Beginner Sourdough Loaf
- large mixing bowl
- wooden spoon or spatula
- sharp knife or bread lame for scoring the loaf
- 80 g bubbly, active starter fed 4-12 hours prior, depending on ambient temperature
- 280 g lukewarm water (roughly 110°F)
- 360 g bread flour
- 9 g sea salt
Before you start:
- Your starter should be active and bubbly when you mix the dough, so aim to feed it 4-12 hours prior to starting the recipe. If it's chilly in your kitchen, or if you are just removing your starter from the fridge, it will need an extra hour or 2 to reach peak activity, so make sure to plan ahead.
- Float test: If you're unsure whether your starter is ready to use, place a small piece of it in a cup of water. If it floats, it's ready.
Mix the dough
- In a large mixing bowl, whisk together water and sourdough starter to dissolve.
- Add in the flour and salt and stir to form a shaggy dough.
Stretch and fold
- Cover the dough and allow it to rest for 20 minutes, then perform a stretch and fold. Wet your hands to prevent the dough from sticking to you. Grab one edge of the dough, gently stretch it upward as far as it will go without tearing, then fold it across the dough. Rotate the bowl slightly and repeat 4-5 more times around the entire perimeter of the dough. Cover the dough and rest for 20 more minutes.
- Every 20 minutes, give the dough another stretch and fold until you have performed a total of six. Over this time, you should see (and feel) the dough become much stronger, smoother, and more elastic as you develop the gluten.
- Cover the dough and allow it to rise in a warm spot until at least doubled in volume. The exact time will vary depending on the ambient temperature. It can take as few as 3 hours in a very warm kitchen, or as many as 8 if it’s particularly chilly. It’s important to judge by the size of the dough rather than a specific time frame. It usually takes around 6 hours in my kitchen.
- Once the dough has doubled in volume, turn it out onto a lightly-floured work surface. Working around the entire perimeter of the dough, fold the edges in toward the center (4 or 5 times). Flip the dough over so the seam side is down. Cover the dough (I usually just place the mixing bowl upside-down over it), and allow it to rest 20-30 minutes before final shaping.
- Flip the dough back over and gently stretch it into a square shape. Fold the left and right edges of the dough together toward the center to form a long rectangle. Then, starting at the short end closest to you, roll the dough into a log. Tuck the seams underneath on the left and right.
- Optional: Pull the loaf towards you while rotating it slightly, allowing it to drag on your work surface.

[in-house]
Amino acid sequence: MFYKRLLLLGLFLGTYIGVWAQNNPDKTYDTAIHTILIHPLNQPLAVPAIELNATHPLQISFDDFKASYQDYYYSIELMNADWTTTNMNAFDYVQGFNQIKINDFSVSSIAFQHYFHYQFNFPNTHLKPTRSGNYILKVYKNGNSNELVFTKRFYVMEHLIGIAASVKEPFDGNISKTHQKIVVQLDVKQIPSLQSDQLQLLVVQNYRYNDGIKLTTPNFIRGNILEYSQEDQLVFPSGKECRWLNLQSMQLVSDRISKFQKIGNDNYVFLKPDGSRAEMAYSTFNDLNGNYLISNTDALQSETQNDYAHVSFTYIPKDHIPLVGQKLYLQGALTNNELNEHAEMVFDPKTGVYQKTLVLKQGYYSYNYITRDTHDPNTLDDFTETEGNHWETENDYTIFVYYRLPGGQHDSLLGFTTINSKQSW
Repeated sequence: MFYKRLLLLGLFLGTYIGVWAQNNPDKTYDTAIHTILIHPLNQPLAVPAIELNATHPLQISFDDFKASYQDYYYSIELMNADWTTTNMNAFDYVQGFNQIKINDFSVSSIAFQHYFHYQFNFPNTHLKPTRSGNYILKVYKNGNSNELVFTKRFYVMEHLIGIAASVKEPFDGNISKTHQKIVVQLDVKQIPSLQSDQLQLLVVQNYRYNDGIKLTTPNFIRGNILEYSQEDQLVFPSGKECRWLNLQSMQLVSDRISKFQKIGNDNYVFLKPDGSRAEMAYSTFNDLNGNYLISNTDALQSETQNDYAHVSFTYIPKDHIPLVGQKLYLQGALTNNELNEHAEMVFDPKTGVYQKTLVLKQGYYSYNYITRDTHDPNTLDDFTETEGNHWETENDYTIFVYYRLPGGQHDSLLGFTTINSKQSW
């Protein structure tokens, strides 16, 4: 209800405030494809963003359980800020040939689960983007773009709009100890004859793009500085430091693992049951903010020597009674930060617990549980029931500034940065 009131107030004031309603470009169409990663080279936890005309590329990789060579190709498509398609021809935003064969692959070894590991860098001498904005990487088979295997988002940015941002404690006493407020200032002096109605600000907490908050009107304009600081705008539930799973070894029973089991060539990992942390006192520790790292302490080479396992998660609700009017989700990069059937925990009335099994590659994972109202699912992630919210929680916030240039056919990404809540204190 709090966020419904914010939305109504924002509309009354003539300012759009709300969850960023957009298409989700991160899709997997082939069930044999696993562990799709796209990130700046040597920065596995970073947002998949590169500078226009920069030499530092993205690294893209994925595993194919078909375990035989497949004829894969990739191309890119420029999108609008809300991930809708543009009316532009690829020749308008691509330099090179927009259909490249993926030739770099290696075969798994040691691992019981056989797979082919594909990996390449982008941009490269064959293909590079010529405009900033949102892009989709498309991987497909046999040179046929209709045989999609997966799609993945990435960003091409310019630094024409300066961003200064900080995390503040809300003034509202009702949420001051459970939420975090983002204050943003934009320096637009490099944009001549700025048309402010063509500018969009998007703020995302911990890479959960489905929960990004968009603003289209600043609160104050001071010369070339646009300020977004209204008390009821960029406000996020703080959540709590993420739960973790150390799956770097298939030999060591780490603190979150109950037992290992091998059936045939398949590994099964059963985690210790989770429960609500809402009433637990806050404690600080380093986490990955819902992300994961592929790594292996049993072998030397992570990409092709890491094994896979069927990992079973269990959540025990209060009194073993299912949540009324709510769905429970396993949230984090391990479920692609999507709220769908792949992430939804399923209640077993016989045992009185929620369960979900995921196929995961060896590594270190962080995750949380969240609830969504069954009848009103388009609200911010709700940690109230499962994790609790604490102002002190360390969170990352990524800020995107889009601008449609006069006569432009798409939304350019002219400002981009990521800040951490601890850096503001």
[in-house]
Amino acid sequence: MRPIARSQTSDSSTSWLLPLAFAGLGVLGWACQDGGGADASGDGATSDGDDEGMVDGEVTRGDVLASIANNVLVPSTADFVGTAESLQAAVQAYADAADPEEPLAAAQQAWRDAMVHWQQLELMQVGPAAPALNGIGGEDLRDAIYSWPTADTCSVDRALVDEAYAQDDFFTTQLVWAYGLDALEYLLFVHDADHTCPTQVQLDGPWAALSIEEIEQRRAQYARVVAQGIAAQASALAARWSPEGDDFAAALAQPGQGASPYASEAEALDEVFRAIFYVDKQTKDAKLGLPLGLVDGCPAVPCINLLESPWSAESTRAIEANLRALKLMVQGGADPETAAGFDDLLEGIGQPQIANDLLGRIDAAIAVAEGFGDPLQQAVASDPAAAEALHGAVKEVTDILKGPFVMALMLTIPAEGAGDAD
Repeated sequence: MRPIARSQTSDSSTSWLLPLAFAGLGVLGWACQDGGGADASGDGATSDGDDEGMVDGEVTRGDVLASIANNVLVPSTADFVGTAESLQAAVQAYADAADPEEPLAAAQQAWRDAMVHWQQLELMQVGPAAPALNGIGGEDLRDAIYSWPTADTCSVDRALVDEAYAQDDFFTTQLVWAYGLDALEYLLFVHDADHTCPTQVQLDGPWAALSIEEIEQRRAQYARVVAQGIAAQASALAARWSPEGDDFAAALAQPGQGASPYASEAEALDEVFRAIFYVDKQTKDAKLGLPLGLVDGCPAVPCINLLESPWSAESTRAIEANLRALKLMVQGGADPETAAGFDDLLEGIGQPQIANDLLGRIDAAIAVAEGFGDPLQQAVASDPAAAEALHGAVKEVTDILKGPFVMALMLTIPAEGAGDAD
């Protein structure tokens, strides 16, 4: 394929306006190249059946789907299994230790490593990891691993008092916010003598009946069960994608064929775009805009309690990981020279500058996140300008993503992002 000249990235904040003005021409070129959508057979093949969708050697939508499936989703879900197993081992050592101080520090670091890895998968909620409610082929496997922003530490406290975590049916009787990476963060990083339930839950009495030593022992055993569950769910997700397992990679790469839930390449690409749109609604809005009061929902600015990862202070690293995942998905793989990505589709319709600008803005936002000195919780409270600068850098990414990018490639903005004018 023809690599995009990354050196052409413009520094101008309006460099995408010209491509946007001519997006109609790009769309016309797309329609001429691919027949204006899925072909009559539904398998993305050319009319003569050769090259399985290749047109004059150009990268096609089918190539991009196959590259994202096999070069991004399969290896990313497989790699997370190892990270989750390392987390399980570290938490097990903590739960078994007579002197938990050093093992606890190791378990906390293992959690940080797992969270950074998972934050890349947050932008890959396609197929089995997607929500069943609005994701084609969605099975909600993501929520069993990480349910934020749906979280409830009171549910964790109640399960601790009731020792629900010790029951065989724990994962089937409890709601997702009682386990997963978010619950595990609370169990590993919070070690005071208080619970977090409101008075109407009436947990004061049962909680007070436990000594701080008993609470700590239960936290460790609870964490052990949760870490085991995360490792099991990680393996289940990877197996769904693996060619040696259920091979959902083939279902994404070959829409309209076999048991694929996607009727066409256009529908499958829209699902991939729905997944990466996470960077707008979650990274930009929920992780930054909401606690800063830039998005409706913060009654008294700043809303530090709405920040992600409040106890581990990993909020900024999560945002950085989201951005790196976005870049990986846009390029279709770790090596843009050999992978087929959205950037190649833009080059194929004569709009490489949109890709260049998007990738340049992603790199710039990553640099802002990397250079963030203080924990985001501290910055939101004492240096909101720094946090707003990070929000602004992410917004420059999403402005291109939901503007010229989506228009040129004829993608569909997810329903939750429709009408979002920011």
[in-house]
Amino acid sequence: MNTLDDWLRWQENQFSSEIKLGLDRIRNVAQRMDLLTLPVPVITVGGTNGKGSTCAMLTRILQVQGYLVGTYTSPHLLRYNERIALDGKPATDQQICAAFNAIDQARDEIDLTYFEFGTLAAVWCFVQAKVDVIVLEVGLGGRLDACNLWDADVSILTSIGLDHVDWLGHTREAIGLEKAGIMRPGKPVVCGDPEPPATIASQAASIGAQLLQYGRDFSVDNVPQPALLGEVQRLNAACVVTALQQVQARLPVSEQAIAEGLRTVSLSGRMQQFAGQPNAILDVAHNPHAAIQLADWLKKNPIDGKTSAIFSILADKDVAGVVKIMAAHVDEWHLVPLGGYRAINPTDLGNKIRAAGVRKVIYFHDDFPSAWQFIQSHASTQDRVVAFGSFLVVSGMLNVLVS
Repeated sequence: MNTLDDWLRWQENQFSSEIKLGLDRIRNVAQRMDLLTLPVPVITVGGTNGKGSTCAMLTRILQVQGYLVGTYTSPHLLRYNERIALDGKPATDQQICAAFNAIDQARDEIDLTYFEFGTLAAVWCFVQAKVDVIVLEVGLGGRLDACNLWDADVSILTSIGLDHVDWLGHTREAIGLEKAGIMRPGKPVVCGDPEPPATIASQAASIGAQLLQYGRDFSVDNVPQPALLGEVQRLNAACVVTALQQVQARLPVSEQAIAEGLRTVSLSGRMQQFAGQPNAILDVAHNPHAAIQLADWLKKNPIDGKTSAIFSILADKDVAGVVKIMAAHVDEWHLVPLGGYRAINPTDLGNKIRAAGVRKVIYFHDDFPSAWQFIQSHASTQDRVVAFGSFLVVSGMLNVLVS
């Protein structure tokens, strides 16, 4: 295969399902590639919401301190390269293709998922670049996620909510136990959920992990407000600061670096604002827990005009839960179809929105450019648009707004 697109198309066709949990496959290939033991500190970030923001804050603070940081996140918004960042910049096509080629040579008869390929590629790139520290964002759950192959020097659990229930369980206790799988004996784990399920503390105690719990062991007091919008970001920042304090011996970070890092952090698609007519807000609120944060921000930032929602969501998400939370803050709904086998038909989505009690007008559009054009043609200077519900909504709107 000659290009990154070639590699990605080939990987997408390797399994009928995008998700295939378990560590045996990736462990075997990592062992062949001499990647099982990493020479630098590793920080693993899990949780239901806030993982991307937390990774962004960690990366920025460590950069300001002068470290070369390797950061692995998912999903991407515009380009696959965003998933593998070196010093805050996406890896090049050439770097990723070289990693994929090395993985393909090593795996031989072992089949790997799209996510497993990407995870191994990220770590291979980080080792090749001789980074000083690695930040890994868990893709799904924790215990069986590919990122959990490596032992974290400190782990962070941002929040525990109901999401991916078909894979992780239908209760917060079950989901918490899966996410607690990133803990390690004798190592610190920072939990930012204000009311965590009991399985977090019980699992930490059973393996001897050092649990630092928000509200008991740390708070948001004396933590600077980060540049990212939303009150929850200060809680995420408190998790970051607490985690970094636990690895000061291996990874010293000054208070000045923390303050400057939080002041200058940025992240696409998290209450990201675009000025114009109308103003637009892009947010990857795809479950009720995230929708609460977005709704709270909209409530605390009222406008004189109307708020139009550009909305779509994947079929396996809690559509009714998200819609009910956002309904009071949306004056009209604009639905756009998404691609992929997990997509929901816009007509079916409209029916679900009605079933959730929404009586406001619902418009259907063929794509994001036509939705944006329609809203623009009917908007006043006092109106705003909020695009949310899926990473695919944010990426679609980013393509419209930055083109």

- Flour the top of the shaped loaf and place it upside-down in a floured banneton. (If you don't have a banneton, you can use a large mixing bowl or a colander. Line it with a lint-free kitchen towel or parchment. Generously flour the loaf first if using parchment as it tends to stick.)
- Cover the loaf and place it in the fridge overnight, or for at least 8 hours.
- The next morning, preheat your oven to 500°F. Place your Dutch oven inside and allow both to preheat for about 1 hour. (We need the Dutch oven to be very hot to get the best oven spring.)
- Once the Dutch oven has been thoroughly preheated, remove your loaf from the fridge. Turn it out, seam-side down, onto a sheet of parchment on a work surface. (The parchment is optional but makes it much easier to move the loaf into the hot Dutch oven.)
- Brush off any excess flour from the top of the loaf.
- Use a very sharp knife or lame to score the bread. (If the knife is not cutting easily, it can sometimes help to wet it first.)
- Once you've scored the dough, carefully lift up the parchment paper and drop the loaf into the hot Dutch oven. Place the lid on top and then place it back into the oven.
- Reduce the heat to 450°F and bake the loaf covered for the first 15 minutes.
- Remove the lid, reduce the heat to 375°F, and cook for another 20 minutes, or until the loaf is as deep golden brown as you like.
- Remove the loaf from the oven and transfer it to a cooling rack once it's cool enough to touch. It's very important to allow the loaf to cool for at least an hour before cutting into it! The bread is still cooking internally and the texture will be very undercooked and gummy if you cut into it too early.